LinkNYC is rolling out free municipal 1Gbit/s WiFi in New York City. It will make its money from the advertising space on WiFi kiosks that are replacing the phone booths in New York. Google is deploying a low-cost WiFi-first MVNO in the US. Microsoft has said it plans to do the same, while Facebook could also follow suit. With data fast becoming a commodity, telcos could soon find their core business undermined and eroded by competitors they did not see coming.
Over the last couple of years, many telcos have started to evaluate what that business is. Are they selling a limited set of communications services? Or are they selling a wider range of digital services?
Last September/October, I ran a survey of more than 100 telcos on their plans for digital transformation. Pretty much everyone agreed that the move to digital is needed for survival and growth, and that to make this move telcos will have to sell more personalized offers. There was also a consensus that when it comes to interacting with customers telcos could learn a number of lessons from the over-the-top (OTT) players. On the one hand, they need to embrace the OTT companies, which are a good driver of data traffic and can provide content that will differentiate a telco's offerings. At the same time, telcos are learning to sleep with one eye open, as the OTT players also represent their biggest competitive threat. The telcos get this. They know they've got to change.
Nowhere is this change needed more than in the back office and BSS (business support systems). This is not just a case of upgrading a billing system to enable charging and billing for different bundles that the telco wants to introduce. What's needed is a sea-change in terms of how telcos view BSS. If it's seen as an IT function whose job is to collect usage records, allocate those to a customer, rate them and then bill for them, there may be trouble ahead. This is the same way telcos have been running mobile billing systems for the last 30 years and will not work in the highly competitive digital world.
Telcos need to be winning not just a customer's communications spend but also as large a percentage as possible of their digital spend. To do this, BSS technology needs to be seen as a strategic resource that drives marketing, customer service and network activities. If it is not, and telcos embark on a journey of digital transformation, they may suddenly find they cannot get their new digital products to market quickly enough. Nor will they be able to monetize those products, because the billing system won't be able to quickly spin up new offerings and features, including sponsored data, content partner revenue sharing and personalized context-aware offer management.
On the plus side, telcos understand they need to change their BSS. This is why some are opting for large-scale billing transformation projects. But these are neither quick nor inexpensive. I have heard of one operator whose billing transformation project is expected to last five years. That's great news for the vendor, but it could see the customer writing its own obituary after handing over a very large cheque for billing transformation. The migration from one large billing system to another will slow down the rollout of many new products as telcos wrestle with more tools for packaging, launching and monetizing their offerings. By the time the new system is ready, a telco may have seen OTT players lure a big chunk of its customer base to low-cost or free data-connectivity services. Quite simply, the market is moving too fast for telcos to even consider large, expensive and lengthy billing transformation projects.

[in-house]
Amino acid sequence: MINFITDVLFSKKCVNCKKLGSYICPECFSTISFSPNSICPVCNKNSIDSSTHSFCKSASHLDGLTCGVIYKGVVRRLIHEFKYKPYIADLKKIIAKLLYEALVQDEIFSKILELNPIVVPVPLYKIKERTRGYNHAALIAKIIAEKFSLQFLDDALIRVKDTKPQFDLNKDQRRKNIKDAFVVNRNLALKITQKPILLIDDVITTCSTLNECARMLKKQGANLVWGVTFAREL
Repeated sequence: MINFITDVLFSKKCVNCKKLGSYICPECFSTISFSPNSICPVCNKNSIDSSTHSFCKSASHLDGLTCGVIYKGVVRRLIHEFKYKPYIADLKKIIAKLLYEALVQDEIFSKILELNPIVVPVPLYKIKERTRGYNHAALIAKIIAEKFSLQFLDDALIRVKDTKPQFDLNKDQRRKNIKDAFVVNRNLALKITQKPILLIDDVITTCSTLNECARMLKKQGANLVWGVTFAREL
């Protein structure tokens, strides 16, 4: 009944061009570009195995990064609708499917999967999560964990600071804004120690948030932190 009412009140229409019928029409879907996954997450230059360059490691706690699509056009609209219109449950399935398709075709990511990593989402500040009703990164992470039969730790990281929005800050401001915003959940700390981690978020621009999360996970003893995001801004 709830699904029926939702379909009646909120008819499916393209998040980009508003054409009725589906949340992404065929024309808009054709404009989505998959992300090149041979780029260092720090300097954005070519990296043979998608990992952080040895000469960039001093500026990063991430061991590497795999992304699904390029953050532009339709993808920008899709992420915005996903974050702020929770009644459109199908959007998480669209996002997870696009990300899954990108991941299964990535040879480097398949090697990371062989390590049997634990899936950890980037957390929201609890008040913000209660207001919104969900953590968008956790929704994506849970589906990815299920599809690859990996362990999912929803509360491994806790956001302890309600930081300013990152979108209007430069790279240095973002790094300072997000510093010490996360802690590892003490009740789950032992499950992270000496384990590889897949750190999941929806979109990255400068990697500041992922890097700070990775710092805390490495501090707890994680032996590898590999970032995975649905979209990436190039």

It's a bit of Catch 22 situation. Telcos have to upgrade their BSS, but they simply don't have the luxury of time for a large-scale effort.
One option some are considering is the use of of adjunct systems to "fast track" BSS transformation. This involves keeping legacy systems and running them until the end of their natural life. Existing billing systems, for example, work well for postpaid customers for circuit-switched voice traffic, as do intelligent network-based charging systems for pre-paid. A telco could continue to use these as intended while adding a real-time charging system in the middle for all new data traffic and usage of digital services. This would gather details of data usage in real time and pass a record to the billing system. That way, the customer benefits from real-time data charging, alerts and control. Data can also be used to support other new functions -- such as real-time analytics and contextual offer management. Moreover, as voice traffic moves to IMS, and more traffic goes through the real-time charging system, reliance on the billing system falls over time. There is a gradual, market-led migration from billing to real-time charging.
One potential drawback here is that a telco will actually increase the number of systems in its BSS stack. Yet the alternative does not look viable. The mobile industry is littered with stories of large-scale billing transformation projects that failed after several years, by which time the CIO who made the original decision has been replaced twice. The industry is moving at too fast a pace for large-scale billing transformation to work.
LinkNYC won the franchise for "phone booths" in New York in 2014. Less than two years later, it's rolling out a network of advertiser-funded, free 1Gbit/s WiFi kiosks. That's the pace of change that telcos need to compete with. Are their BSS technologies up to it?
— Martin Morgan, VP Marketing, Openet